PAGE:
The White House will announce Tuesday a series of steps aimed at ending the gender pay gap for federal contract workers.
The moves, which will occur on Equal Pay Day, will be announced at a White House virtual event that includes President Biden, Vice President Kamala Harris, CEOs, and current and former members of the U.S. national soccer team.
Mr. Biden will sign an executive order encouraging the government to consider banning federal contractors from seeking information about job applicants’ salary histories.
He also will unveil a Labor Department directive clarifying that federal contractors are expected to conduct an audit of their payrolls each year to guard against pay disparities based on gender, race or ethnicity.
The Office of Personnel Management is considering a regulation to address the use of salary histories in hiring and setting compensation for federal workers.
“Banning the use of prior salary history can help break the cycle of past arbitrary and potentially discriminatory pay that can follow women and workers of color from job to job, entrenching gender and racial pay gaps over time,” the White House said in a statement announcing the moves.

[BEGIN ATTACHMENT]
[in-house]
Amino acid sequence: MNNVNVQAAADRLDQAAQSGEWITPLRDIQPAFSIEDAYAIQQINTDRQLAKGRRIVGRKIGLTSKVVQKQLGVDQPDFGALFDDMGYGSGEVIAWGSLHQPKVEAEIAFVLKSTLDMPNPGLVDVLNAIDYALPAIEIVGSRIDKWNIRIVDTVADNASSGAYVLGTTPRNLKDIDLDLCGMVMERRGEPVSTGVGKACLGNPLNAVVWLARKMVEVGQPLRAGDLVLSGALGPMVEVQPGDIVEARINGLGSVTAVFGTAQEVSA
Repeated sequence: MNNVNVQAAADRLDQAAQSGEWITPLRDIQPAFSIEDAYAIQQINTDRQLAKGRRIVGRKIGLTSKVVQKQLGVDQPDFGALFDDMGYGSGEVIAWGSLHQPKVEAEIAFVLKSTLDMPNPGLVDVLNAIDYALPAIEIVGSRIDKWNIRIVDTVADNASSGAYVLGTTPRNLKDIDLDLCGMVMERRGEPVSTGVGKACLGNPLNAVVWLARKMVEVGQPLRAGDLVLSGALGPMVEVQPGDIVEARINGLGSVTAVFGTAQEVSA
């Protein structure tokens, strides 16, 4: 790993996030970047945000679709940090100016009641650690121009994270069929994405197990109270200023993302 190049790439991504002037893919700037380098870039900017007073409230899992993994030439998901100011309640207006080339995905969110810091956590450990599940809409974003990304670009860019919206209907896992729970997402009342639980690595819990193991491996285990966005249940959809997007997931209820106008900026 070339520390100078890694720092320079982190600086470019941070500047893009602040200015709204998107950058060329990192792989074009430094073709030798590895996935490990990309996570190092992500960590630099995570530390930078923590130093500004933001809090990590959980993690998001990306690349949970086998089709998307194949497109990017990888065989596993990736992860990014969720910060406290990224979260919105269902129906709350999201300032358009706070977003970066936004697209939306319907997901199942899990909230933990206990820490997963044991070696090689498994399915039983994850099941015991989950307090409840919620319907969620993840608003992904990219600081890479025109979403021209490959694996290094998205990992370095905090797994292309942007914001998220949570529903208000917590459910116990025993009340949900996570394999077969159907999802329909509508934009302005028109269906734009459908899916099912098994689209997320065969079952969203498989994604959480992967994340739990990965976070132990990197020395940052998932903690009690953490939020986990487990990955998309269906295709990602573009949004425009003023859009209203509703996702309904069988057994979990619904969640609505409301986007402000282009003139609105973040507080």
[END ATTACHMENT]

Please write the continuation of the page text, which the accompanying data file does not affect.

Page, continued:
Several states have enacted laws banning employers from asking prospective employees about their previous salaries, but such rules have never been implemented at the federal level.
The gender pay gap among federal employees has decreased considerably since 1999, according to a December 2020 study by the Government Accountability Office.
That study found that female federal employees earned 93 cents for every dollar earned by their male counterparts. However, the same study found the pay gap is greater for women of certain ethnic groups, including Blacks, Hispanics and American Indians.
A White House fact sheet estimates that, on average, women earn about 83 cents on the dollar compared to their male colleagues in the public and private sectors.
In February, the U.S. women’s national soccer team reached a $24 million settlement with the U.S. Soccer Federation in a lawsuit over equal pay. The settlement awarded the women back pay to put their income on the same level as male players and a commitment that women players will be paid at equal rates going forward.